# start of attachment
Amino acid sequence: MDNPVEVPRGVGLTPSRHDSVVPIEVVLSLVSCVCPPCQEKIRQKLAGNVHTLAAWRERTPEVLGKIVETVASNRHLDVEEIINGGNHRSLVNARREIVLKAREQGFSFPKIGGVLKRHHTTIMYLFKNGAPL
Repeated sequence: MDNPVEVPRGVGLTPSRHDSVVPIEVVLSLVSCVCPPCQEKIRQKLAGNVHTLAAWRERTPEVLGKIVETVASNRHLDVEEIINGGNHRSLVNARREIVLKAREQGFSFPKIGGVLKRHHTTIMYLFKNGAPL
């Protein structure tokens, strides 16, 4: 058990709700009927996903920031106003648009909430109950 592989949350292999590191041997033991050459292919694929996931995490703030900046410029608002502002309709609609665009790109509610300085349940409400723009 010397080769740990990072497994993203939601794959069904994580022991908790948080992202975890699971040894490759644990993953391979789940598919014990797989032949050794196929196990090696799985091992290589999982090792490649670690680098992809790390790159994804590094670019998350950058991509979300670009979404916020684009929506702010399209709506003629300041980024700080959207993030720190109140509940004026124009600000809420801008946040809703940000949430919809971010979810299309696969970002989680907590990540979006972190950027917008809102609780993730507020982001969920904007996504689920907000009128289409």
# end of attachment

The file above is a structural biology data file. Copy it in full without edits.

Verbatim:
Amino acid sequence: MDNPVEVPRGVGLTPSRHDSVVPIEVVLSLVSCVCPPCQEKIRQKLAGNVHTLAAWRERTPEVLGKIVETVASNRHLDVEEIINGGNHRSLVNARREIVLKAREQGFSFPKIGGVLKRHHTTIMYLFKNGAPL
Repeated sequence: MDNPVEVPRGVGLTPSRHDSVVPIEVVLSLVSCVCPPCQEKIRQKLAGNVHTLAAWRERTPEVLGKIVETVASNRHLDVEEIINGGNHRSLVNARREIVLKAREQGFSFPKIGGVLKRHHTTIMYLFKNGAPL
């Protein structure tokens, strides 16, 4: 058990709700009927996903920031106003648009909430109950 592989949350292999590191041997033991050459292919694929996931995490703030900046410029608002502002309709609609665009790109509610300085349940409400723009 010397080769740990990072497994993203939601794959069904994580022991908790948080992202975890699971040894490759644990993953391979789940598919014990797989032949050794196929196990090696799985091992290589999982090792490649670690680098992809790390790159994804590094670019998350950058991509979300670009979404916020684009929506702010399209709506003629300041980024700080959207993030720190109140509940004026124009600000809420801008946040809703940000949430919809971010979810299309696969970002989680907590990540979006972190950027917008809102609780993730507020982001969920904007996504689920907000009128289409």